Delivering new and advanced nuclear power

Wednesday, November 18, 2020

Department for Business, Energy, and Industrial Strategy(BEIS) - Policy paper

Building back better, supporting green jobs, and accelerating our path to net zero 

Our electricity system will grow and could double in size by 2050 as demand for low-carbon electricity in sectors like heat and transport rises. Nuclear power provides a reliable source of low-carbon electricity. We are pursuing large-scale nuclear, whilst also looking to the future of nuclear power in the UK through further investment in Small Modular Reactors and Advanced Modular Reactors.

 The UK was home to the world’s first full-scale civil nuclear power station more than 60 years ago, and this industry now employs around 60,000 people in the UK. We see the ongoing potential of this technology. Whether a large-scale power plant, or next generation technologies such as Small and Advanced Modular Reactors, new nuclear will both produce low carbon power and create jobs and growth across the UK. We are pursuing large-scale new nuclear projects, subject to value-for-money. To support this, we will provide development funding.

 Alongside this, we are also looking to invest further in the next generation of nuclear technology. Subject to value-for-money and future spending rounds, we are announcing up to £385 million in an Advanced Nuclear Fund. This will enable investment of up to £215 million into Small Modular Reactors to develop a domestic smaller-scale power plant technology design that could potentially be built in factories and then assembled on site. It will unlock up to £300 million private sector match-funding.

We are also committing up to £170 million for a research and development programme on Advanced Modular Reactors. These reactors could operate at over 800°C and the high-grade heat could unlock efficient production of hydrogen and synthetic fuels, complementing our investments in carbon capture, utilisation and storage (CCUS), hydrogen and offshore wind. Our aim is to build a demonstrator by the early 2030s at the latest to prove the potential of this technology and put the UK at the cutting edge against international competitors.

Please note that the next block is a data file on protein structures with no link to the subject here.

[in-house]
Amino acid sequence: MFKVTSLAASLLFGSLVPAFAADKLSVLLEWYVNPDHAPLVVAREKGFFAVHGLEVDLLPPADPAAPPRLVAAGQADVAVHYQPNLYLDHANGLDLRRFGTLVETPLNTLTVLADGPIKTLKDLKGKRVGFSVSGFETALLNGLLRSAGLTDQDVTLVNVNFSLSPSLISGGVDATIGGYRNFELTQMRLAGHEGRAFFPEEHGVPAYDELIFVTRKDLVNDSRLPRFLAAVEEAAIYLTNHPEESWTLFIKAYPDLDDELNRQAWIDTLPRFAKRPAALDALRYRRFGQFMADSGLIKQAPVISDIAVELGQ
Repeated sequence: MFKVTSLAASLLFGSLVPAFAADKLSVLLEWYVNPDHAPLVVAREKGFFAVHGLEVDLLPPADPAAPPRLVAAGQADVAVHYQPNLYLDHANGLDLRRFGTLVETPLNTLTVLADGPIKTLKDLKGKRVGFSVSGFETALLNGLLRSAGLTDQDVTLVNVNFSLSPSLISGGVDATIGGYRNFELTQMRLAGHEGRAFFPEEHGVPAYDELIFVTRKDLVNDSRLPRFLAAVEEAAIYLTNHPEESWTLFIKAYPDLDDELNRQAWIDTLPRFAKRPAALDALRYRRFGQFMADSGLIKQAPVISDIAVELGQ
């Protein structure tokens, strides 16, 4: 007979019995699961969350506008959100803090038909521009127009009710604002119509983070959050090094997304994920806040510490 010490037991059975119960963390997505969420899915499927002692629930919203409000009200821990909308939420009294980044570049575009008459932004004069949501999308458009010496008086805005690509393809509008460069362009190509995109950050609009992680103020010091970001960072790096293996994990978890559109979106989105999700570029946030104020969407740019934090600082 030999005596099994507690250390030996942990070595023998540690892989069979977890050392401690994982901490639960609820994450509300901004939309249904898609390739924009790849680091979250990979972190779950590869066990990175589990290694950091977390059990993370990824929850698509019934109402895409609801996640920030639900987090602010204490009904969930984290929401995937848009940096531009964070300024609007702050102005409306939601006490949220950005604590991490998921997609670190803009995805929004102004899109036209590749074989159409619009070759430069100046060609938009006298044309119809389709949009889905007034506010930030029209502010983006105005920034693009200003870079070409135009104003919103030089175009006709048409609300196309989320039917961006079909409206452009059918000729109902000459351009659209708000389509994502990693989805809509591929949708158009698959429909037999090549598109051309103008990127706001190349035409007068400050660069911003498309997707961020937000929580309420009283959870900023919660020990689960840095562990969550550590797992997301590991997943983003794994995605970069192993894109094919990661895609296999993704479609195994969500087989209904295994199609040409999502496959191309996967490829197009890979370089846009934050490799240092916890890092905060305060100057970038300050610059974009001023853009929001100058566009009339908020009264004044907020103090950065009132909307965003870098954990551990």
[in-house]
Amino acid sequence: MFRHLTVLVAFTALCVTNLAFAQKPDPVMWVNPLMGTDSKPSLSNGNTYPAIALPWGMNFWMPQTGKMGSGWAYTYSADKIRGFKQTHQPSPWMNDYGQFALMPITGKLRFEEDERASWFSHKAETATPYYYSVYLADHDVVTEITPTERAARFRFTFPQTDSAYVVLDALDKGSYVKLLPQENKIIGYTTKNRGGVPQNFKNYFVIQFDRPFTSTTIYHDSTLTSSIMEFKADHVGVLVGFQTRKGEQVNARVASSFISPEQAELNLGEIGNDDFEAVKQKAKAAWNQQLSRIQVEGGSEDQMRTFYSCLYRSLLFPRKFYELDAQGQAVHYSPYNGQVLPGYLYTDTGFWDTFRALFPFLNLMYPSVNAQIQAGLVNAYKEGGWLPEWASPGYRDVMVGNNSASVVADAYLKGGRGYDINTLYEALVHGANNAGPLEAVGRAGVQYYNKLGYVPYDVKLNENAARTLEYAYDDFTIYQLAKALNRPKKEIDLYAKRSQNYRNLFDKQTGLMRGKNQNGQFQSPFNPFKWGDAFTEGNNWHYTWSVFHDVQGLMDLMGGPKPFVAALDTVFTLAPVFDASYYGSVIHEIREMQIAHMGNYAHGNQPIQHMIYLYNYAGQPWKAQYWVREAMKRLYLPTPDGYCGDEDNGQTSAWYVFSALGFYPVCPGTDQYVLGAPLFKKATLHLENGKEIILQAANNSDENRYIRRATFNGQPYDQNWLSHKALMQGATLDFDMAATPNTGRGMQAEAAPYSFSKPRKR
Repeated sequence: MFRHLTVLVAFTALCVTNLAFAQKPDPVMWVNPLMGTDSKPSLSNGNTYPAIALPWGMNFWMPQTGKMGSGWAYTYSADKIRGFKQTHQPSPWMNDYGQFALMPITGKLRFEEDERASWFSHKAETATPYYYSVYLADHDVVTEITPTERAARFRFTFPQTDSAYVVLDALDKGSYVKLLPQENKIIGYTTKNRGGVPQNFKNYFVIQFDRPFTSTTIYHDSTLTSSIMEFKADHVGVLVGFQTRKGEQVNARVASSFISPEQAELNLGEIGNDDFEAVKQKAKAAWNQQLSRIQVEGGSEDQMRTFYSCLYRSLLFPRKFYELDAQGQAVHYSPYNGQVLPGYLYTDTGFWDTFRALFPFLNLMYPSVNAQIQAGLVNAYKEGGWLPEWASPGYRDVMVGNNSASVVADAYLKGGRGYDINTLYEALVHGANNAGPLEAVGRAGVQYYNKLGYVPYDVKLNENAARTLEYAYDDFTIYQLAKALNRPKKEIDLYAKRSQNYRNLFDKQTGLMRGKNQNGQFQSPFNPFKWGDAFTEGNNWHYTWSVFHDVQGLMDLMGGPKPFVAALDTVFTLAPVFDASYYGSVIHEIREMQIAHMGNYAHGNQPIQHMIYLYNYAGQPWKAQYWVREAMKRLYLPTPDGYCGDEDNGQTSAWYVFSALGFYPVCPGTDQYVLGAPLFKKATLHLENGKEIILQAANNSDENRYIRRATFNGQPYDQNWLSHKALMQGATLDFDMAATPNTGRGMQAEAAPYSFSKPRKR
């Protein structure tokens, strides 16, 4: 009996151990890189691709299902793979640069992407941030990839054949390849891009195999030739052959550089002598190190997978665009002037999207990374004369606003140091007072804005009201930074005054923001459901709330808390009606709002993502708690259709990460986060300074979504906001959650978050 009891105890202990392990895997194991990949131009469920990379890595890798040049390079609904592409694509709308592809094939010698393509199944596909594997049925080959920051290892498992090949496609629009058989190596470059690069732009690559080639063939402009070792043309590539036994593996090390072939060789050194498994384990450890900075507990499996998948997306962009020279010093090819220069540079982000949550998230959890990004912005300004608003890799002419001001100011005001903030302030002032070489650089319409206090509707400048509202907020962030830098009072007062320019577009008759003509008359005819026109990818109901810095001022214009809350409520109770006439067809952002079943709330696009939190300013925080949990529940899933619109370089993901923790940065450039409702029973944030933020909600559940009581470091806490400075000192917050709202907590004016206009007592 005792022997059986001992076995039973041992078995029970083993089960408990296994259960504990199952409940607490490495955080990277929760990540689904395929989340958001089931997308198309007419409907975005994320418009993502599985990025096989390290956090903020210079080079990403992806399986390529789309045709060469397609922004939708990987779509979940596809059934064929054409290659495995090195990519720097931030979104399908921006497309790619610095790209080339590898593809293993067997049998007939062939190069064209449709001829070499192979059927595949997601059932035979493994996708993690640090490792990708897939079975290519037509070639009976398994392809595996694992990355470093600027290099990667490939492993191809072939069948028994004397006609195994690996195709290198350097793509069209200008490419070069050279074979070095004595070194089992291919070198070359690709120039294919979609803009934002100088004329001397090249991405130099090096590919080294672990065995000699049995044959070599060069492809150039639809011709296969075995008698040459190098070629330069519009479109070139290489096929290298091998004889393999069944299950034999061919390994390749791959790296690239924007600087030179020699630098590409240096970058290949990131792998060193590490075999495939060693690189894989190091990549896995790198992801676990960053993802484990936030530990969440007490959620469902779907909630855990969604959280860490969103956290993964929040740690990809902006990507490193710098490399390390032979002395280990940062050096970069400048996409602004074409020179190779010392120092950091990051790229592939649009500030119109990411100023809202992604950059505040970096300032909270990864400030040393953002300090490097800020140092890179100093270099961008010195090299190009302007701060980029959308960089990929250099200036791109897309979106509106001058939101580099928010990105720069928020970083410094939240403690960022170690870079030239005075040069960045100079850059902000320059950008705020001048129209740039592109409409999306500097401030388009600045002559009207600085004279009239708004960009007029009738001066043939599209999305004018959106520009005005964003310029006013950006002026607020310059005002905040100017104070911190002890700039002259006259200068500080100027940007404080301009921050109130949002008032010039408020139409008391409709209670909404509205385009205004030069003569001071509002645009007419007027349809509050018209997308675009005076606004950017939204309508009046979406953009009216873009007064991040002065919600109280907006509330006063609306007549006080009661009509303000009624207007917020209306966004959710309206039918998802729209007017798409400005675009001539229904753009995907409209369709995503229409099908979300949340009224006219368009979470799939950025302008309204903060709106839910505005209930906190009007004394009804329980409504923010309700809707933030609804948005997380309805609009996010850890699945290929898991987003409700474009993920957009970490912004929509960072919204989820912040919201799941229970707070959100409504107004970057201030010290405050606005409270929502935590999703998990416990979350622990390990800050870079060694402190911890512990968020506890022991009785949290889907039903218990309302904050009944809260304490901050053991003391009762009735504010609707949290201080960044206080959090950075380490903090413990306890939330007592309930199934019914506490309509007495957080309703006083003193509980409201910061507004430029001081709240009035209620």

To help bring these technologies to market, we will invest an additional £40 million in developing the regulatory frameworks and supporting UK supply chains. 


New and advanced nuclear power could deliver…

  • a large-scale nuclear power plant will support a peak of around 10,000 jobs during construction
  • government support could unlock significant private investment, up to £300 million for development of small modular reactors alone
  • each GW of nuclear power generation is enough to power 2 million homes with clean electricity

Policy impacts

  • key role for nuclear in delivering deep decarbonisation of our electricity system, alongside renewables and other technologies
  • high-skilled jobs created and sustained across the UK
  • ikely role for AMRs in decarbonising industry, heat and transport

Target milestones

  • 2020: Publication of the Energy White Paper
  • 2021: Proposed launch of Phase 2 of UK SMR design development
  • Mid 2020s: Hinkley Point C comes online
  • Early 2030s: First SMRs and AMR demonstrator deployed in the UK

Case Study - Hinkley Point C comes online Early 2030s:

First SMRs and AMR demonstrator deployed in the UK Case study: Hinkley Point C The main construction for Hinkley Point C in Somerset started in 2016. It is one of the largest and most complex construction projects in the UK and is expected to take approximately 10 years. The project will create around 25,000 employment opportunities during construction and 900 jobs throughout 60 years that it will be operational. The developer originally predicted that during construction, the South West economy would receive a boost of £1.5 billion, while during operation, a contribution of £40 million a year will be made. In May 2020, the developer reported that £1.67 billion had already been spent with companies in the South West.